What am I missing here?

Discussion in 'Acronis True Image Product Line' started by KenM, May 6, 2008.

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  1. KenM

    KenM Registered Member

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    Just purchased True Image 11.

    I want to create a FULL BACKUP of my C: drive, for recovery in case of either a disk crash or a software error that make the laptop unbootable.

    Created a ASZ zone in my D: partition.

    Will create a FULL DISK backup of C: to a CD-ROM. Now I have the original install disk from Acronis here so I don't have to "Create Bootable Rescue Media, correct?, so if I need to do a recovery from a disk crash, do I create a "MY COMPUTER" back up to a CD and if I need to restore, insert the Acronis disk and later insert the CD I've created with 'MY COMPUTER" backup or how does that work?

    I also want to make a "MY COMPUTER" backup to the ASZ so I can do a restore in there is a software crapout and it will not boot to Vista. Created a ASZ but when I try to make a "MY COMPUTER" backup to it, IT DOES NOT GIVE ME THE OPTION to create the backup to it, ONLY to the remainder of my D: partition. what am I doing wrong.

    thanks in advance.

    KenM

    So, what am I doing wrong with my ASZ backup
     
  2. DwnNdrty

    DwnNdrty Registered Member

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    I've never used the SZ because, to me, that's flirting with danger especially if it is on the same drive you're backing up. And with hard drives so cheap nowadays, I prefer to use a second hard drive to hold the Backups and I use both a second internal and a couple of externals.
    It is also advisable NOT to use optical media as the primary destination for your backups as there is a lot of disc swapping during a Restore if the size of the Image spans 4 or more discs.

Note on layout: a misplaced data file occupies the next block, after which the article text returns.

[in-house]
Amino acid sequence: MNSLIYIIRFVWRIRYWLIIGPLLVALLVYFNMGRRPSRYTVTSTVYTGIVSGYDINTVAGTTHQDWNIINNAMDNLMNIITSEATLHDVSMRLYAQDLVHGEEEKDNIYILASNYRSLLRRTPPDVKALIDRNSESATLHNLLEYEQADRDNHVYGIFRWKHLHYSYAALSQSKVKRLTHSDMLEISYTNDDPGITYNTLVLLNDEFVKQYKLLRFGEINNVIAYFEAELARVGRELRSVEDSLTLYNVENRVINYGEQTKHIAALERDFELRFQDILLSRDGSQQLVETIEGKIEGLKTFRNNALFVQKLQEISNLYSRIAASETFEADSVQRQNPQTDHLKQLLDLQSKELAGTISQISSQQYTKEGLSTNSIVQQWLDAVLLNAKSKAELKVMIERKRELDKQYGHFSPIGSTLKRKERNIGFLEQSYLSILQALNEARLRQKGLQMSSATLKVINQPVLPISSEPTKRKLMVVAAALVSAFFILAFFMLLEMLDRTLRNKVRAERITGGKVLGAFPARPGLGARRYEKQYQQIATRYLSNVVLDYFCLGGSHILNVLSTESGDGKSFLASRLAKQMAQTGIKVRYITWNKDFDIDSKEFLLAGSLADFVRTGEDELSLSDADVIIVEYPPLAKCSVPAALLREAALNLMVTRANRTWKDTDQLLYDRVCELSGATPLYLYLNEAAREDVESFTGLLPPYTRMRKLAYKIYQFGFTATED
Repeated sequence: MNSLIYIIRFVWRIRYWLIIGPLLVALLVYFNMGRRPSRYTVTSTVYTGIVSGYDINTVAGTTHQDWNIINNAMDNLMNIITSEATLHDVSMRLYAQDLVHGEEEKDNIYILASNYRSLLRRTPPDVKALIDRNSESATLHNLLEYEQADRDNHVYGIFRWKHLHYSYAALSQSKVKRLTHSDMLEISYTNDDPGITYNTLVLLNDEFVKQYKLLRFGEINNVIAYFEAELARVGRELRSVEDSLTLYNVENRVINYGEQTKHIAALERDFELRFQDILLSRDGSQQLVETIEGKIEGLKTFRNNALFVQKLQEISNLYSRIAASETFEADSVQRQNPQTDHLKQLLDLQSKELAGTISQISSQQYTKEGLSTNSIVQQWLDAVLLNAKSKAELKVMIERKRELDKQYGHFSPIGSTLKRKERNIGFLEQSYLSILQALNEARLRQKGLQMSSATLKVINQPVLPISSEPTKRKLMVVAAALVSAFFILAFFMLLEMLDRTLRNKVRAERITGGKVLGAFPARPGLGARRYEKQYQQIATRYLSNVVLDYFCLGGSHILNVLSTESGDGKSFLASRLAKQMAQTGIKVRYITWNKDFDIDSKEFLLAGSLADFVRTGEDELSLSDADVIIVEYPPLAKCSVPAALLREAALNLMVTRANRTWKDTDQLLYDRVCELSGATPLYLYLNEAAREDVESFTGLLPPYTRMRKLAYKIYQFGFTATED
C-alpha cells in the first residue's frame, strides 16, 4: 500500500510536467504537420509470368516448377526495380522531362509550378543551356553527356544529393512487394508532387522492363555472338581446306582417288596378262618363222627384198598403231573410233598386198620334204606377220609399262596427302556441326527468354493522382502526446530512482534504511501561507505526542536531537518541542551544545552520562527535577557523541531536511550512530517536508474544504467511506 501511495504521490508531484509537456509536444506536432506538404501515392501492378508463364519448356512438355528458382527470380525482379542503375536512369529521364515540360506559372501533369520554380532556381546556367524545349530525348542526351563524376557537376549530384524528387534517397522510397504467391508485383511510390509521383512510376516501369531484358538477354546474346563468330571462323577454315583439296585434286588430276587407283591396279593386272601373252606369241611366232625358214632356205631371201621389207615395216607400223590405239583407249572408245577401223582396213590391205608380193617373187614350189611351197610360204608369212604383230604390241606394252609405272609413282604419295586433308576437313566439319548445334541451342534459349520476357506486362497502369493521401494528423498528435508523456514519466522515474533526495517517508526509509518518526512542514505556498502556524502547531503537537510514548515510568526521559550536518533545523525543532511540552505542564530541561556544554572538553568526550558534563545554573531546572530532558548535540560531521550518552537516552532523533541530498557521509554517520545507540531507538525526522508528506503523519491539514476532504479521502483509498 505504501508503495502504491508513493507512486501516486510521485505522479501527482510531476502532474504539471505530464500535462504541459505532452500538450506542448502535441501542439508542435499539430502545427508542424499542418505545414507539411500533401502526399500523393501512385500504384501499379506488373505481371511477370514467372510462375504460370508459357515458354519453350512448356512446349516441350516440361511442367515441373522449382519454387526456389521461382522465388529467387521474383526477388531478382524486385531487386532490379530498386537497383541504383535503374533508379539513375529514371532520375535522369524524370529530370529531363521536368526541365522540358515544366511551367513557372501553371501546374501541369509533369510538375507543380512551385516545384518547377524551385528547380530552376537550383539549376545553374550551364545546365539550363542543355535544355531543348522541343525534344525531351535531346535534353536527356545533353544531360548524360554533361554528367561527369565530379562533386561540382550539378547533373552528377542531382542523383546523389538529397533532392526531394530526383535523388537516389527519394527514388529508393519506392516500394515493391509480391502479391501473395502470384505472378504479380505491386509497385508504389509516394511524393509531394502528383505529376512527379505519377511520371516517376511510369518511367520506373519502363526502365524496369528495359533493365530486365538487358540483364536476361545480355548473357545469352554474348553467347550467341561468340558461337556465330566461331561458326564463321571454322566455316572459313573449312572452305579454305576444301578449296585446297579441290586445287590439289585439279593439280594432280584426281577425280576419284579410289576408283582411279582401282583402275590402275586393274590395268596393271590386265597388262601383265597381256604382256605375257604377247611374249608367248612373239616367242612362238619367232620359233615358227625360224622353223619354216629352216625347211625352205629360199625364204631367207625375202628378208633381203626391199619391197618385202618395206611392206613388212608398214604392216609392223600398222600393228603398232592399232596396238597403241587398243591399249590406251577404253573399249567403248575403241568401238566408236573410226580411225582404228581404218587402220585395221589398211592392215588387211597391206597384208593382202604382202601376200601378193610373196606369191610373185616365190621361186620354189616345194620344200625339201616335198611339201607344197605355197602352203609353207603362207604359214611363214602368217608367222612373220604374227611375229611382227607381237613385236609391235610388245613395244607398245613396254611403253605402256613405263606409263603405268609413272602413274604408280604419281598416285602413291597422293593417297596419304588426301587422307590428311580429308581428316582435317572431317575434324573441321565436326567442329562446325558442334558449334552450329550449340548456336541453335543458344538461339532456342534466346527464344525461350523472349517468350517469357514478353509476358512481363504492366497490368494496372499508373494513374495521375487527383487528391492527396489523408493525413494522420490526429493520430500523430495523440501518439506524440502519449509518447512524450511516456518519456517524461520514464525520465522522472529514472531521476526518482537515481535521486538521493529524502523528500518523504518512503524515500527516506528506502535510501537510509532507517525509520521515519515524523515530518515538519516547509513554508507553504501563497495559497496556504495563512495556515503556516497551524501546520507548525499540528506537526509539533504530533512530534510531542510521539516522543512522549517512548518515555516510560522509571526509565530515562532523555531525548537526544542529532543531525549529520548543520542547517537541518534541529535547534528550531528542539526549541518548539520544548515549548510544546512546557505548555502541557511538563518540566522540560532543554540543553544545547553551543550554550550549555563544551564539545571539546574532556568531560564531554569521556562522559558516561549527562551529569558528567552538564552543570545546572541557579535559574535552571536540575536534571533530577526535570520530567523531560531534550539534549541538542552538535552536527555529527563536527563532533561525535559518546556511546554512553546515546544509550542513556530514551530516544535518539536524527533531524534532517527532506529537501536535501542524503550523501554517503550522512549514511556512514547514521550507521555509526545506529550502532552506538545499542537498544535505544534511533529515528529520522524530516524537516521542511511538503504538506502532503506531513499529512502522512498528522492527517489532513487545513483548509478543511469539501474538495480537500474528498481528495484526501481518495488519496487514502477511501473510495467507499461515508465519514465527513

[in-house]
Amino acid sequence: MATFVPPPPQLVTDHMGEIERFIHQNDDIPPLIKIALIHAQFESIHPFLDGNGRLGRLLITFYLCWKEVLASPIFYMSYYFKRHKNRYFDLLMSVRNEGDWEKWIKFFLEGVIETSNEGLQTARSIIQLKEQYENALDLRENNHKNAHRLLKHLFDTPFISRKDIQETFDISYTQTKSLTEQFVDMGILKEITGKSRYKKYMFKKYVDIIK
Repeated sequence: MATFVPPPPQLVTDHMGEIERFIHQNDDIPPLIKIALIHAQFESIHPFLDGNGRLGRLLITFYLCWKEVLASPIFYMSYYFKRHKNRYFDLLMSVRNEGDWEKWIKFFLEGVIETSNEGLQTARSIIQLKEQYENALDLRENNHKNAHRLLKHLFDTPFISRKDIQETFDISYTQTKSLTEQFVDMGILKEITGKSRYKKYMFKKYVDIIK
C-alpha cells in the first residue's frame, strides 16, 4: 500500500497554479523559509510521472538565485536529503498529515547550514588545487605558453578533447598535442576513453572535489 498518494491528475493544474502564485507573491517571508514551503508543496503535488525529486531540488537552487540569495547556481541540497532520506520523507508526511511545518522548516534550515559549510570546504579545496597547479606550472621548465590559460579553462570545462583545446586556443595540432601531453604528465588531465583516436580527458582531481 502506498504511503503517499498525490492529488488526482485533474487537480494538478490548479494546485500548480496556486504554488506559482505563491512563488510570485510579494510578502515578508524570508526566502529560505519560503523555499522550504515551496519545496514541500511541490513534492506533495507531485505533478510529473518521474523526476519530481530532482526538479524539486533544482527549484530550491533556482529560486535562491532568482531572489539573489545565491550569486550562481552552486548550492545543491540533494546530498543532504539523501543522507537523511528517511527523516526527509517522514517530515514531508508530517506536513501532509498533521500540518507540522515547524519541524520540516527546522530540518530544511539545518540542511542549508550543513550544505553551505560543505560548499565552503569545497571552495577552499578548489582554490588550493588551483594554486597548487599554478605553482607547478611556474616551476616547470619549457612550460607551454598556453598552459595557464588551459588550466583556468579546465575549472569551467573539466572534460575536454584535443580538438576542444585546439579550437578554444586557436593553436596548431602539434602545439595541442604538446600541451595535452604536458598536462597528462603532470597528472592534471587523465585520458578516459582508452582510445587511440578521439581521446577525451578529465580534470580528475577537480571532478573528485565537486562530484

For the problem you describe, though, my guess is if that D partition is part of the same hard drive as C then that may be your problem. Although the software is supposed to allow making a SZ on the same drive that you're backing up, with True Image, you never know what will make it stumble.
     
  3. KenM

    KenM Registered Member

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    Well, this is a laptop and I don't want to add a second drive, and my CD is the only removeable media available. As I understand it, when you "activate the startup recovery manager" you can hit F11 and only can restore from either your removable media or the ASZ... If I made a "MY COMPUTER" backup to the D: partition, then it won't work.. Yes, No?? Additionally, what size should I make the ATZ. TI gives NO information on how to size the damn thing. I'm not at all impressed with the docs on this program. :thumbd: The help in this forum is the only way to go.

    KenM
     
  4. DwnNdrty

    DwnNdrty Registered Member

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    For a laptop, definitely get an external usb drive to hold the backup Images. You will not regret it.